5 Questions With UK Music Producer Chris Birkett
Chris Birkett is a multi-talented, award-winning producer, singer/songwriter, composer, and sound engineer. His music collaborations with A-list artists like Sinead O’Connor, Alison Moyet, Dexys Midnight Runners, Talking Heads, The Pogues, Bob Geldof, Quincy Jones, Mel Brooks, Buffy Sainte-Marie, and Steve Earle have sold over 100 million records and earned a Grammy, 4 Canadian Junos, the Polaris Music Prize and two international AMPEX Golden Reel Awards for excellence in the music business. Chris is now a proud Canadian citizen living in Toronto.
1. What passion project are you working on these days?
Top of my bucket list is my musical ‘The Age Of Awakening’. Followed by my band project – The Free Spirits debut album 11:11
2. What first inspired you to become a musician? What was your training?
When I was 17 years old I was doing an Aircraft Electronics degree at the Royal Aircraft Establishment in Farnborough, the town where I grew up in the U.K. My College would book some awesome bands to entertain us. Bands like – Pink Floyd, Free, Led Zeppelin, and Deep Purple. One night I was standing in front of Richie Blackmoore, Deep Purple’s guitarist, and I had my first Epiphany. “I don’t want to be an electronic engineer, I want to be that guy”. Everything changed from that moment.
I taught myself how to play guitar, building my first musical instrument at the age of 8 years old, using scraps I’d collected from garbage cans. I went on to play guitar for some of the greats including Rufus Thomas, Ann Peebles, Love Affair and Buffy Sainte-Marie. I even got to jam with Led Zeppelin for 3 months.
3. What are some challenges that you have faced while building a career in the arts and how did you overcome them?
At 19 years old, I ran away from a mean step-mother and ended up homeless on the streets of London for some time. I played in Irish pubs and took whatever job I could to survive. On a fortuitous night while working the night shift at a gas station a guy came in looking for me. He had heard that I was a good guitar player and invited me to join him and his band on an 18-month tour of Germany, leaving that morning. At 7 am, my boss arrived, I quit my job and started my career as a professional musician. After this event, my philosophy has been to always say “yes” to opportunities, no matter what the risk. This has served me well.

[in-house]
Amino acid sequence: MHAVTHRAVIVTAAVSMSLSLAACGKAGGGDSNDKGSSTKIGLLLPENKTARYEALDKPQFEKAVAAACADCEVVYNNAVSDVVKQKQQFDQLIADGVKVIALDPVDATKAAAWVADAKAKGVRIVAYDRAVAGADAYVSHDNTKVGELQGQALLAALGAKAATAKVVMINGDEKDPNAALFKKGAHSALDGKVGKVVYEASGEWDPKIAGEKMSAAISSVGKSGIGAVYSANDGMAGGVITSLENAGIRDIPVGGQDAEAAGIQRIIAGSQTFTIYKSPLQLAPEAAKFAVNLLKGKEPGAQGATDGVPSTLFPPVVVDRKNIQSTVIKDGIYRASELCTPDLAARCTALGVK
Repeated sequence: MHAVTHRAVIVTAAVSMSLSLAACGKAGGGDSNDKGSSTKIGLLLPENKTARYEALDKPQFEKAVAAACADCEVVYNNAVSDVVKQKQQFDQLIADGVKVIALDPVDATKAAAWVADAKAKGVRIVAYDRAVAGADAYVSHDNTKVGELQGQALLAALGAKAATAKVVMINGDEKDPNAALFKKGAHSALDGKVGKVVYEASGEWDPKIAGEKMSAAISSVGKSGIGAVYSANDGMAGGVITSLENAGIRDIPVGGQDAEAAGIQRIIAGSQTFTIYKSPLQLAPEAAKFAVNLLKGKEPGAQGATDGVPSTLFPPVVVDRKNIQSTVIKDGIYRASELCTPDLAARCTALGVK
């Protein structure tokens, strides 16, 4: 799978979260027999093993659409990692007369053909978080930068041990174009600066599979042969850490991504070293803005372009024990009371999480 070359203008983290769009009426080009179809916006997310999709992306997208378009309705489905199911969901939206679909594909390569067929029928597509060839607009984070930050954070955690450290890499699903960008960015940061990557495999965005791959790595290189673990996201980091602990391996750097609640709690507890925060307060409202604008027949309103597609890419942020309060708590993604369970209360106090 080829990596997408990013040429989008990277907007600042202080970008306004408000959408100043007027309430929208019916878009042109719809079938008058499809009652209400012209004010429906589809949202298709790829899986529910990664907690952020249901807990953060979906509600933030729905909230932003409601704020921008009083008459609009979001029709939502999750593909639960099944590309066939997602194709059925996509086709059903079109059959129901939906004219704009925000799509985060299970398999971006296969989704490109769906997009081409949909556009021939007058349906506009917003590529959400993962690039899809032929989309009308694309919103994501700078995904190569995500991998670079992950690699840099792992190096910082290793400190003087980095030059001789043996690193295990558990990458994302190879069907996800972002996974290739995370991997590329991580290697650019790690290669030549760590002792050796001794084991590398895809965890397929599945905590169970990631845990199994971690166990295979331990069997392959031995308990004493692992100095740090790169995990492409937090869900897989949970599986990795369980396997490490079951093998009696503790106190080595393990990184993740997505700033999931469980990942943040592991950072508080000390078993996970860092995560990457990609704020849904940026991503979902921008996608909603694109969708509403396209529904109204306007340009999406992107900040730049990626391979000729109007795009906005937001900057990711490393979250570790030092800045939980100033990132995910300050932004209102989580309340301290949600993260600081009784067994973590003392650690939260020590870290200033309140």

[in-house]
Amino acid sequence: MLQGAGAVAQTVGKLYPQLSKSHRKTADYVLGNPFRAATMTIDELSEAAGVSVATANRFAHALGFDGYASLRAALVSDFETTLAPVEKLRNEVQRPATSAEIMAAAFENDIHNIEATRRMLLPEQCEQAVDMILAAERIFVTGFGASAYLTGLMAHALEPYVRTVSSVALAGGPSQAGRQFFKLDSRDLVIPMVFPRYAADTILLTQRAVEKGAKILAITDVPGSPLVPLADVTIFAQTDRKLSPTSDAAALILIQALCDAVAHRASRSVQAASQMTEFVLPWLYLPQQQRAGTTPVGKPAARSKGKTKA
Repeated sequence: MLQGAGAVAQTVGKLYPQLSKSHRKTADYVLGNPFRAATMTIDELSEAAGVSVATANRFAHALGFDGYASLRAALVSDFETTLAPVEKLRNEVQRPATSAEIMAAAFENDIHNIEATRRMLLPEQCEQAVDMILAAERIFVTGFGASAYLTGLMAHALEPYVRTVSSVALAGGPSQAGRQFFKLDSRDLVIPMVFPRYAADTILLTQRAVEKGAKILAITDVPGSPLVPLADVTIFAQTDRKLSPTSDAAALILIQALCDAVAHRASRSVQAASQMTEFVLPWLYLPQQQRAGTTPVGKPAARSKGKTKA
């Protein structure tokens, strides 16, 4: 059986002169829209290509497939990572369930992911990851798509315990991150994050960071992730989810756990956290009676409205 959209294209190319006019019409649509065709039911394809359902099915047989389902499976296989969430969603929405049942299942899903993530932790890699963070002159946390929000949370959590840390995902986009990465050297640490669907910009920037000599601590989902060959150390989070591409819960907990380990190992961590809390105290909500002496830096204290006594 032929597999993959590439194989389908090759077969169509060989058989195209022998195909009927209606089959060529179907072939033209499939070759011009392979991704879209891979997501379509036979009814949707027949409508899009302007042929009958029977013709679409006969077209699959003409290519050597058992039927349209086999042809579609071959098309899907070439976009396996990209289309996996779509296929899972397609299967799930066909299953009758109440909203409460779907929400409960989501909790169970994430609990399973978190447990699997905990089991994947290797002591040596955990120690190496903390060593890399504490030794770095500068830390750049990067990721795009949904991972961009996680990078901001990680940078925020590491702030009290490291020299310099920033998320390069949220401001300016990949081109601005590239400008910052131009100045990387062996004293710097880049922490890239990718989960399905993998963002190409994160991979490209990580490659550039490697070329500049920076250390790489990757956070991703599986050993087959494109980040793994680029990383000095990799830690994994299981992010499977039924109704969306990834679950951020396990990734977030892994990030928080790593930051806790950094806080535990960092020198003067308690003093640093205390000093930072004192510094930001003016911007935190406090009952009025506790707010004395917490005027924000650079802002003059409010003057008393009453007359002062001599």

4. What lessons have you learned that has proven the most valuable?
Wherever you are and whatever you are doing, there is always an opportunity to marry your experience with the present situation to create future opportunities. For example, while my band and I were recording with Tony Visconti in the studio, I asked questions about the recording and engineering process (remembering my early electronic training.) This boded well for my future life as a producer and engineer when Tony’s company Good Earth Records folded and our recording contract came to a sudden halt.
5. What is your WHY? (why do you do what you do?)
“Why am I here” has been my driving question. I can’t imagine doing anything else. Music is a gift that comes through me. I believe it is the universal language and its therapeutic value is enormous. I feel truly blessed to have been given the gift of music so that I can work in this medium. This is why I’m here.